In 1664, English King Charles II granted land in America to his brother, James, Duke of York. By chance, the land grant included New Amsterdam. When a British fleet sent by James (the future James II) appeared off Gravesend in August 1664, Dutch Mayor Peter Stuyvesant discovered that no one would fight for his colony. “Old Peg Leg” was forced to surrender on September 8 without even firing a shot. Interestingly, he chose to take an oath of allegiance to the English crown and lived out his life in the city.
In 1804, Samuel Chase became the first (and, so far, only) US Supreme Court justice to be impeached. During the struggle between the Federalist and Jeffersonian Republican parties, Chase, a Federalist, conducted his circuit court in a partisan manner. The House of Representatives, encouraged by Jefferson, charged Chase with improper actions in treason and sedition trials and with a political address to a grand jury. In March 1805 the Senate, acting as trial court, found him not guilty. His acquittal, by establishing the principle that federal judges could be removed only for indictable criminal acts, clarified the constitutional provision (Article III, section 1) that judges shall hold office during good behavior.
Second Sikh War: In 1849, the Sikh army surrendered to the British, conceding to the annexation of the Punjab in northwestern India. The Second Sikh War began with the revolt of Mulrāj, governor of Multān, in April 1848 and became a national revolt when the Sikh army joined the rebels on September 14. Indecisive battles characterized by great ferocity and bad generalship were fought at Rāmnagar (November 22) and at Chiliānwāla (January 13, 1849) before the final British victory at Gujrāt (February 21).
American Civil War: In 1864, General Ulysses S. Grant was promoted to general-in-chief of the Union armies by President Abraham Lincoln.
About his name. Grant had secured an appointment to the US Military Academy in 1839; he decided to reverse his given names and enroll at the academy as Ulysses Hiram (probably to avoid having the acronym HUG embroidered on his clothing); however, his congressional appointment was erroneously made in the name Ulysses S. Grant, the name he eventually accepted, maintaining that the middle initial stood for nothing. He came to be known as U.S. Grant—Uncle Sam Grant—and his classmates called him Sam.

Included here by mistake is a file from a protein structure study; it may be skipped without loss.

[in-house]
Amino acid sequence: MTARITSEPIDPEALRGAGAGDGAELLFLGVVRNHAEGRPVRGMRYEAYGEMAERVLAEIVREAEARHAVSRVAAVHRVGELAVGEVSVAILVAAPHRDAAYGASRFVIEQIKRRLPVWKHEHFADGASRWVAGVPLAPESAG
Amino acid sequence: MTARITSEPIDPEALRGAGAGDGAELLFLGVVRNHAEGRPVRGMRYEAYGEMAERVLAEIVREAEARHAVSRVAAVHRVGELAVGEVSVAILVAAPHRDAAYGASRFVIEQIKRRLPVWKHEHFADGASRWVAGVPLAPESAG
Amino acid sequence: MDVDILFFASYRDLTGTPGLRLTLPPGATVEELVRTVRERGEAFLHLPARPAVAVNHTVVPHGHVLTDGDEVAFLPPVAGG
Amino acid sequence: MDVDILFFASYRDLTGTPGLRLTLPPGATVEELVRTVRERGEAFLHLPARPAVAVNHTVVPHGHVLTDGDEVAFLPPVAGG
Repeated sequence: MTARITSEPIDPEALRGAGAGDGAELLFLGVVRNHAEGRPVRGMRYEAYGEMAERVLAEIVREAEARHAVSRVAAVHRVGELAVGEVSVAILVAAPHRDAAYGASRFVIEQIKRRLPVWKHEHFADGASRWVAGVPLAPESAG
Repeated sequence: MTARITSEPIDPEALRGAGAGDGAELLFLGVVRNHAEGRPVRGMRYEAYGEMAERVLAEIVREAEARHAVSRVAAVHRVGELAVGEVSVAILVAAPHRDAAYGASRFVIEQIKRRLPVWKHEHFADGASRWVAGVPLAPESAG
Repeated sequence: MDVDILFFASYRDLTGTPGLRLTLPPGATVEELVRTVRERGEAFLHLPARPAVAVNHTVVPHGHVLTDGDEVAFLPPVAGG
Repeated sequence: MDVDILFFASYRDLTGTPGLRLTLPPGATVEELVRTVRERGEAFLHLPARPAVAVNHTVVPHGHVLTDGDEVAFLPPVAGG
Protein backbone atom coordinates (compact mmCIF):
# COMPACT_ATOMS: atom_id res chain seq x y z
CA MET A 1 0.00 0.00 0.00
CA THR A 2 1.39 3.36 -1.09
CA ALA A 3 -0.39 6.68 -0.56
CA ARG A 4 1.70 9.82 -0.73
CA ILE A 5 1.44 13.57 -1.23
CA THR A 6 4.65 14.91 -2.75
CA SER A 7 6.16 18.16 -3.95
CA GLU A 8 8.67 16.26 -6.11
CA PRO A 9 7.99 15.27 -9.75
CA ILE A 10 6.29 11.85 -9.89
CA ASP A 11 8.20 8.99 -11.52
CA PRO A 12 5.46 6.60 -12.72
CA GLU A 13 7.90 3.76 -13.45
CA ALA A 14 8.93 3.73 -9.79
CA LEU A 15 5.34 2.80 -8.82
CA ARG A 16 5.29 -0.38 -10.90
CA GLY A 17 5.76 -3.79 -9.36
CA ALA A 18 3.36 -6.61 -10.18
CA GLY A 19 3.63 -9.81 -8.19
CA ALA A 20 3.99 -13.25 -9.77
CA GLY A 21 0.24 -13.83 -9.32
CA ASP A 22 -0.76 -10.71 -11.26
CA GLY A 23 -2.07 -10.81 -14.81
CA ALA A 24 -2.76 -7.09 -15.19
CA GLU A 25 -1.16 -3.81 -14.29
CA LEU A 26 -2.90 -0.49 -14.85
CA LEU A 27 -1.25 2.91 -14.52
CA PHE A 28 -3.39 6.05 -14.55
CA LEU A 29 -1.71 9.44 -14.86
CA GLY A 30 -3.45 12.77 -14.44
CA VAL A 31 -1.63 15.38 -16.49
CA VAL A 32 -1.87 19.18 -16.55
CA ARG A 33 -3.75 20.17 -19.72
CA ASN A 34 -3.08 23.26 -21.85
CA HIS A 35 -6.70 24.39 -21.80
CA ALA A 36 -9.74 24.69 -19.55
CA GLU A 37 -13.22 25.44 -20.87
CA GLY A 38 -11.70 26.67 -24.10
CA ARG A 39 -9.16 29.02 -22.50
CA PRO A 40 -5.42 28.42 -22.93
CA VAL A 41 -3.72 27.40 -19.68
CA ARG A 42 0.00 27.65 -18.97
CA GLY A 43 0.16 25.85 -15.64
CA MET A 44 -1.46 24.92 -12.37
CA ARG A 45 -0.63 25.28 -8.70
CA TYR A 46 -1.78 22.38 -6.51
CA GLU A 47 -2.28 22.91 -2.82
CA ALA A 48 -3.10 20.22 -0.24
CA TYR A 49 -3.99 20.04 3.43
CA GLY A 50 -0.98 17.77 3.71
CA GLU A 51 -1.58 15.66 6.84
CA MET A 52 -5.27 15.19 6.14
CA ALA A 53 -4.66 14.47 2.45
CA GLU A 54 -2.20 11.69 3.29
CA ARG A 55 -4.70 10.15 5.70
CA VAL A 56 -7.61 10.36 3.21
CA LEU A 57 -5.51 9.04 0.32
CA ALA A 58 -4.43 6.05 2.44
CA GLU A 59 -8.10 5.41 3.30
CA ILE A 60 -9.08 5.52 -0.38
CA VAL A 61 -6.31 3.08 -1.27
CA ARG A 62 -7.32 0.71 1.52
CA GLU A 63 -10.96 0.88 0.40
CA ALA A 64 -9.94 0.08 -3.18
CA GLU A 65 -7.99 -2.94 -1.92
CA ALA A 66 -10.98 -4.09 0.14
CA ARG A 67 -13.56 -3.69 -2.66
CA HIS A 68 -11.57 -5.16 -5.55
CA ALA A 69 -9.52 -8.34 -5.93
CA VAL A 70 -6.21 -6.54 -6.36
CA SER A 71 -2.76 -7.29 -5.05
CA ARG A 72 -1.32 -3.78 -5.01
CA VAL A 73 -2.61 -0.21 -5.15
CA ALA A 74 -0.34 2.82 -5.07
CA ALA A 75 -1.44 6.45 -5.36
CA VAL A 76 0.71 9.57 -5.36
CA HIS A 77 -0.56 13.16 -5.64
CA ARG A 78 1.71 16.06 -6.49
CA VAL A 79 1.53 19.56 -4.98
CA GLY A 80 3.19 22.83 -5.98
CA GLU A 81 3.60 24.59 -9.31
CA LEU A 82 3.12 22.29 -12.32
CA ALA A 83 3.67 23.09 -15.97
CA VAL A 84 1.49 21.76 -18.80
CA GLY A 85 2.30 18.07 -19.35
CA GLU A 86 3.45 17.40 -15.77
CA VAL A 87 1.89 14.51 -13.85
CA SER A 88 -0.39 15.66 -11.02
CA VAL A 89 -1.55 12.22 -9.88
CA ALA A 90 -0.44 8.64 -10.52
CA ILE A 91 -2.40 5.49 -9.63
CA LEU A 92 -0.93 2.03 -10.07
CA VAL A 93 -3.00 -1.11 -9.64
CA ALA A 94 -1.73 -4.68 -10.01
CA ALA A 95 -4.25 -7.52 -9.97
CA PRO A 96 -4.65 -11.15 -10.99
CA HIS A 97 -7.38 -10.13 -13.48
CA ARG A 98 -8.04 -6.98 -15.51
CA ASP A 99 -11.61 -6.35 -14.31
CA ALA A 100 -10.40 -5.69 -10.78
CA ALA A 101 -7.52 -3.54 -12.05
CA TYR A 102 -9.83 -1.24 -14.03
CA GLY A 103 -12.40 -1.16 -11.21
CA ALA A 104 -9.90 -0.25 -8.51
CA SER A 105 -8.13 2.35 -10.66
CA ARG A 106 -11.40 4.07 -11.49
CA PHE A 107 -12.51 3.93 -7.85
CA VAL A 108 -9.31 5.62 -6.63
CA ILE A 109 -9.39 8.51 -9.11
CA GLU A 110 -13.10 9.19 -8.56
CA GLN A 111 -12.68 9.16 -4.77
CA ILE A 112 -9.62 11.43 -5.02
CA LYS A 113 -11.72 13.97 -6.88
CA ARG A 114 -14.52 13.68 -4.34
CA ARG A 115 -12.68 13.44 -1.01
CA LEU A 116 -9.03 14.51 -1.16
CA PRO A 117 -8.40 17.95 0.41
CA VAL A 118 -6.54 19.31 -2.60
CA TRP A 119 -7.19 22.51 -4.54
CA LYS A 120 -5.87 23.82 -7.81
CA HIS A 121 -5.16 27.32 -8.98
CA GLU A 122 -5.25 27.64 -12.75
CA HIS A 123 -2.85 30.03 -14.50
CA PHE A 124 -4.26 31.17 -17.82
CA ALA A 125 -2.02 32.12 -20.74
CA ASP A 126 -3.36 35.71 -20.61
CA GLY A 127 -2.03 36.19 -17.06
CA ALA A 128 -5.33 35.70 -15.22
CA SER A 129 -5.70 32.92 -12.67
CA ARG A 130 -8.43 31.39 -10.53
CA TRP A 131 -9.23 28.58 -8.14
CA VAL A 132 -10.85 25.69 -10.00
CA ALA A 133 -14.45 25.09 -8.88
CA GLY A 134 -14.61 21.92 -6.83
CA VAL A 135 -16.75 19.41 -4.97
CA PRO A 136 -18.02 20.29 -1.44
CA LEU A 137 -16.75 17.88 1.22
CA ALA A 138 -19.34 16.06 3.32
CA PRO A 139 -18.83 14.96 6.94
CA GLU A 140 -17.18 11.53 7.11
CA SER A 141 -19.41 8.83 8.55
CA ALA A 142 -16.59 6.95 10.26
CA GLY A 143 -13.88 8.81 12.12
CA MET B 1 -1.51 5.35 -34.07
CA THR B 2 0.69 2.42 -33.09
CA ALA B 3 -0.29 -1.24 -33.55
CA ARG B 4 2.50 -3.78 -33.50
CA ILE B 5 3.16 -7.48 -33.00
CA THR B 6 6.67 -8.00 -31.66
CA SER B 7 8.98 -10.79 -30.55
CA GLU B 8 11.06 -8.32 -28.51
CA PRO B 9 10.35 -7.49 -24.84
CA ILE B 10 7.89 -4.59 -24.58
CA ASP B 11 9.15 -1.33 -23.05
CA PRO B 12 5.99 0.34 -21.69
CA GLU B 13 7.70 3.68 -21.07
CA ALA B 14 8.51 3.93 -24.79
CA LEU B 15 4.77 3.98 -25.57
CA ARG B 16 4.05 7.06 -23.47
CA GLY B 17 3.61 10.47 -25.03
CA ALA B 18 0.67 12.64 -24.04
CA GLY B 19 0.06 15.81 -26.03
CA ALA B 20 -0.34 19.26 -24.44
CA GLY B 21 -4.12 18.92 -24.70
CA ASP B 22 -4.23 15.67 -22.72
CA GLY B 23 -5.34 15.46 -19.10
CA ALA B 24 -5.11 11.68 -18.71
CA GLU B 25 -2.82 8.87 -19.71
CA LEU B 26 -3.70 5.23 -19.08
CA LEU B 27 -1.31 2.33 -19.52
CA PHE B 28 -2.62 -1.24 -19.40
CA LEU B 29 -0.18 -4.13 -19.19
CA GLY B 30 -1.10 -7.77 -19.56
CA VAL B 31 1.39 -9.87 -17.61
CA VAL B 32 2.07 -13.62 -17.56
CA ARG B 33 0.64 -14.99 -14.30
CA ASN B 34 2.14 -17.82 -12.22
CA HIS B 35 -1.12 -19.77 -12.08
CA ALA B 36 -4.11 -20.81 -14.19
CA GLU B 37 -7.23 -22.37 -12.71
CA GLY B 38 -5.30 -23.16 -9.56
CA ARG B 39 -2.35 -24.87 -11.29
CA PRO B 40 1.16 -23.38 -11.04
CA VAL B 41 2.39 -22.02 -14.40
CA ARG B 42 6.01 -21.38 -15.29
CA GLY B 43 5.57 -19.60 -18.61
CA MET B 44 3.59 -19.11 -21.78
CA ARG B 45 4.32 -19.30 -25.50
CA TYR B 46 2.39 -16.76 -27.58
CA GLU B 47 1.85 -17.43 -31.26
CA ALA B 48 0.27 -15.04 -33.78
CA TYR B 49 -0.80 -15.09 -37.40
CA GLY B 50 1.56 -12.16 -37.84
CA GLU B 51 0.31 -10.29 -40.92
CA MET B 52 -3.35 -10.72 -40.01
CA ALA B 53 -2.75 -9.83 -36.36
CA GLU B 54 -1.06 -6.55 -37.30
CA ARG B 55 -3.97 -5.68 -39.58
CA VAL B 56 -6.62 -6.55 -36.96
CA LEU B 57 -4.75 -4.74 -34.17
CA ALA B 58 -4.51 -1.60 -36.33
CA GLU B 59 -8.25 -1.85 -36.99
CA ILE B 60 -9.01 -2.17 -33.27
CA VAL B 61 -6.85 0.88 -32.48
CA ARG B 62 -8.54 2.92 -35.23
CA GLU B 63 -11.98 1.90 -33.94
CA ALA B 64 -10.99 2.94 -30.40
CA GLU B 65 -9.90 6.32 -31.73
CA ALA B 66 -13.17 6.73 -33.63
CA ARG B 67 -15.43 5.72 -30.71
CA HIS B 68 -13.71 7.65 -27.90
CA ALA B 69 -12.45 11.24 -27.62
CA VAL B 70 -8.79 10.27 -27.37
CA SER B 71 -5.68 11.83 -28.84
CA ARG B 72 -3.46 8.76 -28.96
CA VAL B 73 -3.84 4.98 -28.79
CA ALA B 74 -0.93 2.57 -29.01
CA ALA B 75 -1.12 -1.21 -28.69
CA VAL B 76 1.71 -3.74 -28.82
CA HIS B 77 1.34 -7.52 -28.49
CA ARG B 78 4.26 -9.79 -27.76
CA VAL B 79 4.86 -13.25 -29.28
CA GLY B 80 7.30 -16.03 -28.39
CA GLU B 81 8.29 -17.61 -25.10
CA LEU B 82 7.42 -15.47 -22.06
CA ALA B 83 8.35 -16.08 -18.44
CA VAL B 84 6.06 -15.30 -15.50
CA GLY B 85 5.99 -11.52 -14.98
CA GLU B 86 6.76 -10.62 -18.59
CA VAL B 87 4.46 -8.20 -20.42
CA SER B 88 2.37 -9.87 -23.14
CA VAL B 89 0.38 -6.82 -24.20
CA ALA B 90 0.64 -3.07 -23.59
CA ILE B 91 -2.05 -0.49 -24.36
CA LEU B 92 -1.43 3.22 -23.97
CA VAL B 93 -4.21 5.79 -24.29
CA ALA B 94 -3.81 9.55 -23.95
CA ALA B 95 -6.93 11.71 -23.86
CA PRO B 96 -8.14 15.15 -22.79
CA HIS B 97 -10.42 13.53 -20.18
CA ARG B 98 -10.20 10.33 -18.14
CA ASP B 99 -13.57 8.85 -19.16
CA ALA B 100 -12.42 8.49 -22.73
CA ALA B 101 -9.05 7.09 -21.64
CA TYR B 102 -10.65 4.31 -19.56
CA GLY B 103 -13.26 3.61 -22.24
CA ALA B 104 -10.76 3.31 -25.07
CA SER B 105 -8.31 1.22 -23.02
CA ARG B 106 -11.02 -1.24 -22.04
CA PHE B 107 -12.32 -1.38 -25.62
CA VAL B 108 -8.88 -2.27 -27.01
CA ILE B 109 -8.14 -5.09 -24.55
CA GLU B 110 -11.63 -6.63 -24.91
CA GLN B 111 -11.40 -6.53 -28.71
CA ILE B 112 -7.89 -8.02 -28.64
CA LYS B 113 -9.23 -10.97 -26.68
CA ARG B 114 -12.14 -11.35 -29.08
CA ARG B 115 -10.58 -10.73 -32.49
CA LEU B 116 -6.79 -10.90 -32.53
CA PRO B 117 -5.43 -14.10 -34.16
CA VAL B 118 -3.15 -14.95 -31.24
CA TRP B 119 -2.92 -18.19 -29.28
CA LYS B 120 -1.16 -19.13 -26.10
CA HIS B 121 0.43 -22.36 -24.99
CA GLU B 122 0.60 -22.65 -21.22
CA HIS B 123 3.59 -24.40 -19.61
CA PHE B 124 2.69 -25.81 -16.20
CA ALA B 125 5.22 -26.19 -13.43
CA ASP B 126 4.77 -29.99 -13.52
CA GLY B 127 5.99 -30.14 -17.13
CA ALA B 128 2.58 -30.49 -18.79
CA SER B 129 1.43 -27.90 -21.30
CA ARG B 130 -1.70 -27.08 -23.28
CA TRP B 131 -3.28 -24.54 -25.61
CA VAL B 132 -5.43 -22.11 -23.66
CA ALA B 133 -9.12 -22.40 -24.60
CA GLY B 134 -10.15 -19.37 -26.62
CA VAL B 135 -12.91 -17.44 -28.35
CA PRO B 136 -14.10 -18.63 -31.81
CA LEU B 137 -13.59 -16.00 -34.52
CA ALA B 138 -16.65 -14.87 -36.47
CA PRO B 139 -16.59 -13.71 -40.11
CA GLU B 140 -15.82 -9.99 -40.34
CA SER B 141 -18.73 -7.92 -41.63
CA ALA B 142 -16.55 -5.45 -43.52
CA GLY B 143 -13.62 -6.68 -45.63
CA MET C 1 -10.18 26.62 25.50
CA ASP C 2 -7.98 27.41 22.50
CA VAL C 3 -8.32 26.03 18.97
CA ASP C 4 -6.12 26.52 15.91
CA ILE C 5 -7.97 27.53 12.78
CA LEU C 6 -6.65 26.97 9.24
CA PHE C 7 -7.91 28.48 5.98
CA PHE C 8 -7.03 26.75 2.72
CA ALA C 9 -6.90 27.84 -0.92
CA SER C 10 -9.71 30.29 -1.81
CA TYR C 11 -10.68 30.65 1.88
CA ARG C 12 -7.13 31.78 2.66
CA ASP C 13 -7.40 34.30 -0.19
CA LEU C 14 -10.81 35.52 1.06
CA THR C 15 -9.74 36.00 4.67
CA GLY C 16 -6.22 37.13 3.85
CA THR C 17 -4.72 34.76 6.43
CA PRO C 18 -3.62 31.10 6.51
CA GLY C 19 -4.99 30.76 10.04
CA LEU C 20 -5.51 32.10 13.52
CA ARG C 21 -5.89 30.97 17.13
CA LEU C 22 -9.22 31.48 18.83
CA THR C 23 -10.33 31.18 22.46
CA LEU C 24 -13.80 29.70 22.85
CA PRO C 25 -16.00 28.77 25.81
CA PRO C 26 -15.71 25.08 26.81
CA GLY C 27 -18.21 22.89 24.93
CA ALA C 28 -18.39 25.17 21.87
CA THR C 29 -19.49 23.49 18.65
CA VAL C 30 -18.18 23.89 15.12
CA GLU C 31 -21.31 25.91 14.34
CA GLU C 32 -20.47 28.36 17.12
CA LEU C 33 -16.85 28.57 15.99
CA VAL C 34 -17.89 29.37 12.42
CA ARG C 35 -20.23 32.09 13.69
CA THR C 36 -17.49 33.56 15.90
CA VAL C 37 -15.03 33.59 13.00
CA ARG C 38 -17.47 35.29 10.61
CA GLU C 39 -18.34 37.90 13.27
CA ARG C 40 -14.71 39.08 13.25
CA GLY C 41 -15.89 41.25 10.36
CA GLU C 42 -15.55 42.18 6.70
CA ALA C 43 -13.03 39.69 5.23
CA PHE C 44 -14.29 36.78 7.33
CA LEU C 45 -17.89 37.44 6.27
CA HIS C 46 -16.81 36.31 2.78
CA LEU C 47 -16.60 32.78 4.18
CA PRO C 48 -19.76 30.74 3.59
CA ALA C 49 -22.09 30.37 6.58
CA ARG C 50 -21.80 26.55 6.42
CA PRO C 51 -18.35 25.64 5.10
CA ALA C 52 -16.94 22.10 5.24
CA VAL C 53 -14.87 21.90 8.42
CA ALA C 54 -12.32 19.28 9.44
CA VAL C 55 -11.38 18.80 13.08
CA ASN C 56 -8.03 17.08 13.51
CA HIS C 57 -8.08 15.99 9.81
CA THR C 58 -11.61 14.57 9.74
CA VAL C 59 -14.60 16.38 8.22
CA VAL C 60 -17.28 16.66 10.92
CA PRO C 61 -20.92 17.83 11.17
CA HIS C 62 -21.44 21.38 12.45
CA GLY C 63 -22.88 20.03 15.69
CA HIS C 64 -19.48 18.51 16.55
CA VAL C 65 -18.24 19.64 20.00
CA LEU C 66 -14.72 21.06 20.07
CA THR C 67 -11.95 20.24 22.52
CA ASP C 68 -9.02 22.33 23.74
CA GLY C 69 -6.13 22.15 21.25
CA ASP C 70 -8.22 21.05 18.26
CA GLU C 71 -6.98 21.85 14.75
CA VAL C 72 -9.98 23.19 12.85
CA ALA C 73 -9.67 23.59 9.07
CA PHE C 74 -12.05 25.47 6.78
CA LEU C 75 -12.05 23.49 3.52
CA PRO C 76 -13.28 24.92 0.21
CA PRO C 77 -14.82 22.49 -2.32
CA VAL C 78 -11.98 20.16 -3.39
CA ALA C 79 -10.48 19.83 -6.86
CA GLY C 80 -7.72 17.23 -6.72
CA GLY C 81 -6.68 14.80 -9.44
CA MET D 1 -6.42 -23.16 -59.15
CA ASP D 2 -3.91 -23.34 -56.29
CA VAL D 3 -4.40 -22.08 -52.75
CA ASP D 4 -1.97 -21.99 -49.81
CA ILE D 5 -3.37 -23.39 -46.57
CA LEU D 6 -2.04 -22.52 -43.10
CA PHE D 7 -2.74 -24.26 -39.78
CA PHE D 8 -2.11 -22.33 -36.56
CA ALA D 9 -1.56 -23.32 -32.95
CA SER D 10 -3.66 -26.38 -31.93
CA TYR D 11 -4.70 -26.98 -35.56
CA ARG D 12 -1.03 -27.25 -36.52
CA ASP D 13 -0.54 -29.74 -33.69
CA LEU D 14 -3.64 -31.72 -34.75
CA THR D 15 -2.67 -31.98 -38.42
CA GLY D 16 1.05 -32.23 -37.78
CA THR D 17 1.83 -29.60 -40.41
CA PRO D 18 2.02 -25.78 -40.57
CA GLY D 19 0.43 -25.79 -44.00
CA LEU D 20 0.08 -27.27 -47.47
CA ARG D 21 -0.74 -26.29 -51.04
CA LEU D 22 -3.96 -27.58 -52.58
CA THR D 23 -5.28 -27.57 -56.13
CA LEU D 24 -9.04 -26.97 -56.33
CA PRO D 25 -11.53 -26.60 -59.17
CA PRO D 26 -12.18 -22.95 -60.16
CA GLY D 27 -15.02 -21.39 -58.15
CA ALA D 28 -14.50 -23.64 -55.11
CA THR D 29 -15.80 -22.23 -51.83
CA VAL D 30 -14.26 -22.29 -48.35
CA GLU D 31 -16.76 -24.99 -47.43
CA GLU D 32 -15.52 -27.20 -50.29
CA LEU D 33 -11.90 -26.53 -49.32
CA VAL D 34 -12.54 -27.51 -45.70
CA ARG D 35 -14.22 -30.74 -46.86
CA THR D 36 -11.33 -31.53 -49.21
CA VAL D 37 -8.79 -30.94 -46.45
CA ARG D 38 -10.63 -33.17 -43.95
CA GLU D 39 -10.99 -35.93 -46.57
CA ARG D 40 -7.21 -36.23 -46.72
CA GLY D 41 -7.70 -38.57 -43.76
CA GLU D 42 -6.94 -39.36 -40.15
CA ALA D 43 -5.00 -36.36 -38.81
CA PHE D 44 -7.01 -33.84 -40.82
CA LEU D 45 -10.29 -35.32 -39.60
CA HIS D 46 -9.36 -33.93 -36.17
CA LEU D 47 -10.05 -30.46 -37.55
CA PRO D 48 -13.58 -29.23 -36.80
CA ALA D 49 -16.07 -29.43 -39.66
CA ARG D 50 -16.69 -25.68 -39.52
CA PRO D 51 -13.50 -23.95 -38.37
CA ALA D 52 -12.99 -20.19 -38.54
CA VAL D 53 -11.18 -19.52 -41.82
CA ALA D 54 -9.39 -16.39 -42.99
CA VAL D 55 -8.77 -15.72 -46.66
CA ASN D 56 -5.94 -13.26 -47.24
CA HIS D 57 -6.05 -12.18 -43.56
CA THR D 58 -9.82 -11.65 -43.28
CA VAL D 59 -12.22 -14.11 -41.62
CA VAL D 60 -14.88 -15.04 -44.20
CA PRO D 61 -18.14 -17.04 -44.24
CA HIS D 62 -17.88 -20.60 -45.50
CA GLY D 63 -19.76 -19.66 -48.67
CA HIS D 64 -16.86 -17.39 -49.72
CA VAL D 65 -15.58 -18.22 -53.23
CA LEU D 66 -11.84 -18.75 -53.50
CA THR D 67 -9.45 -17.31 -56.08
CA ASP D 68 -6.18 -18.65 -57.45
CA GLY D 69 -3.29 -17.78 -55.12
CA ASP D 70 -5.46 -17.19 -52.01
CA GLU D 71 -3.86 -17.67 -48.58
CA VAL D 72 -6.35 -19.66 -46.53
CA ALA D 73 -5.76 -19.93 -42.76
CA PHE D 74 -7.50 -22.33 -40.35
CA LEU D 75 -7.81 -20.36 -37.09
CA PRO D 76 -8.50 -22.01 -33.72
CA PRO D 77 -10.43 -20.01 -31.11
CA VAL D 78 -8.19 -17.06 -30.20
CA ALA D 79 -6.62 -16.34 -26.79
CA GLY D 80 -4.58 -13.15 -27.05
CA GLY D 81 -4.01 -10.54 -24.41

In 1938, German forces crossed the border to invade and occupy Austria, merging Austria and Germany in the Anschluss. In February 1938, Hitler had invited the Austrian chancellor Kurt von Schuschnigg to Germany and forced him to agree to give the Austrian Nazis virtually a free hand. Schuschnigg later repudiated the agreement and announced a plebiscite on the Anschluss question. He was bullied into canceling the plebiscite, and he obediently resigned, ordering the Austrian Army not to resist the Germans.
Russo-Finnish War: In 1940, Finland agreed to Soviet peace terms, including the cession of western Karelia and the construction of a Soviet naval base on the Hanko Peninsula, to end the war.
In 1947, President Harry S. Truman articulated what became known as the Truman Doctrine when he asked Congress to appropriate aid for Greece and Turkey, both of which were facing communist threats.
In 1999, Poland, Hungary, and the Czech Republic became members of the North Atlantic Treaty Organization (NATO) shortly before the group’s 50th anniversary.
In 2003, the World Health Organization (WHO) issued a worldwide health alert, one of the first in a decade, regarding an illness it later called severe acute respiratory syndrome (SARS) that struck hundreds of people in China, Hong Kong, and Vietnam.
Regards, Roger Mickelson “Politics is the art of looking for trouble, finding it everywhere, diagnosing it incorrectly, and applying the wrong remedies.”